The term RF Optics can be a confusing concept – hence we will try to clarify how, and when, it is actually being used within modern communication infrastructure. Both RF – which stands for Radio Frequency – and light are a form of radiation that differ only in the wavelength. RF cover bands from HF (starting at 3MHz) up to mm waves (ending at 300GHz) – see here for a table that divides the different band designators). Optical wave propagation is usually referred to electromagnetic (EM) radiation in the 500nm to 1650nm range (180,000 – 600,000GHz). There is a vast order of magnitude difference between the two widely electromagnetic waves. Both propagate at the speed of light, but they suffer different attenuation in different media. Light can be easily focused and coupled into a fiber optic cable that typically has losses of 0.2-0.4 dB/km. For more details about the RF losses on waveguide/coax transport please see our Coax over Fiber post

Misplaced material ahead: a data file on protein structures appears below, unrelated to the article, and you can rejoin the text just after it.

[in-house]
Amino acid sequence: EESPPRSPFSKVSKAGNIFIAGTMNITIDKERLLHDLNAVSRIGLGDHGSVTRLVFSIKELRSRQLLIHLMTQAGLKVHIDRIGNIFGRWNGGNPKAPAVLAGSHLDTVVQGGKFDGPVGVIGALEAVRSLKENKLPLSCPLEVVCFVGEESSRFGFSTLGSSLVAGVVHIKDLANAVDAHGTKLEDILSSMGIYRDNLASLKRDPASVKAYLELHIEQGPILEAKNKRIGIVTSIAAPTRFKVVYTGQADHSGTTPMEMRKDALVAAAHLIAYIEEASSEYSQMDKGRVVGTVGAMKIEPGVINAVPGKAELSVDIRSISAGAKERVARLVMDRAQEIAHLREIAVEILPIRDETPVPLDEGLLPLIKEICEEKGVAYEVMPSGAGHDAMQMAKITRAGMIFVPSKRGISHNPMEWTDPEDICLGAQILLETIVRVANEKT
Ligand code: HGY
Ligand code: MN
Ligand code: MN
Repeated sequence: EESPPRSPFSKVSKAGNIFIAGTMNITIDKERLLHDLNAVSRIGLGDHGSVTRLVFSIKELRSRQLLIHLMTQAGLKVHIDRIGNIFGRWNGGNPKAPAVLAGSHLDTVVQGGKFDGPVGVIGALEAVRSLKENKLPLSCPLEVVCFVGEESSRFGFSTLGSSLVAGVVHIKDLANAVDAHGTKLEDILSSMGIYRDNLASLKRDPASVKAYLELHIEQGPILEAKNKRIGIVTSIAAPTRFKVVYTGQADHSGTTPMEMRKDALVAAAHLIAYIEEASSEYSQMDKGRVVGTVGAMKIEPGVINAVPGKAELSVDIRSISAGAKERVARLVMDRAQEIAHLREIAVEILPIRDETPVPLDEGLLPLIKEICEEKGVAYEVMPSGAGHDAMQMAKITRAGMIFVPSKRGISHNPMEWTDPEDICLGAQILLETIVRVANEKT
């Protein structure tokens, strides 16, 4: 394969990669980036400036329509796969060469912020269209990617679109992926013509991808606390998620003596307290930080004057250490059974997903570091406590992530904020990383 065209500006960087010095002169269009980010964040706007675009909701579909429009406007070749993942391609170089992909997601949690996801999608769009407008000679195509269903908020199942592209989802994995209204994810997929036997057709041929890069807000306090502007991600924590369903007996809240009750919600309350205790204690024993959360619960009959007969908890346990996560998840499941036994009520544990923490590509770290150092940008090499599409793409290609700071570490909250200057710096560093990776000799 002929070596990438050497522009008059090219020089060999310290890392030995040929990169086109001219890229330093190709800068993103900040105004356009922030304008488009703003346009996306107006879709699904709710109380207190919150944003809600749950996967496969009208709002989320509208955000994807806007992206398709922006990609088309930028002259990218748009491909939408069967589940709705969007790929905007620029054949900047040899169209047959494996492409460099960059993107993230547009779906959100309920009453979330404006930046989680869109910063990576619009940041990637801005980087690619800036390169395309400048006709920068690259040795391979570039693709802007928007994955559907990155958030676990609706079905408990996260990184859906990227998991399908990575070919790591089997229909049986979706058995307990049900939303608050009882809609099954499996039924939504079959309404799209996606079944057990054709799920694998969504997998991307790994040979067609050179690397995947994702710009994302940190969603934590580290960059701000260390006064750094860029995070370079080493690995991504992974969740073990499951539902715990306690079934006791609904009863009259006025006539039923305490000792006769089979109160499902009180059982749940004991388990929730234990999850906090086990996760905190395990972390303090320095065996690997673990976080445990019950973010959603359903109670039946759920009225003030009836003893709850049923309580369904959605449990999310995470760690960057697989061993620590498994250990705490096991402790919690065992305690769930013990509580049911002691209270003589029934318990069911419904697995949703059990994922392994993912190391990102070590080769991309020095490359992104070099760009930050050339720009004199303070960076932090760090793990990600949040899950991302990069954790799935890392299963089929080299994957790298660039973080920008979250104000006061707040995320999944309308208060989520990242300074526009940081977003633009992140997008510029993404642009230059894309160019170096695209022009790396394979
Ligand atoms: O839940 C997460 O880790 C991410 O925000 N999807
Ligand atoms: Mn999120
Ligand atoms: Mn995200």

Due to the vast frequency difference it is possible to modulate light signal with RF signal(s) (similar to the way that audio is modulating RF waves for our radios to work). The light can be propagating in free space (refered to as “free-space optics”) or through a fiber optic link. RF Optics is synonym to RF over Fiber. The RF Over Fiber branch of RF Optics is widely utilized to propagate RF signals over medium to long distances where the cable/coax/waveguide attenuation (loss) is too high to be successfully utilized.
- Satellite communication
- GPS propagation
- Wireless Cell coverage/BaseStation extension and Transport
- and many others
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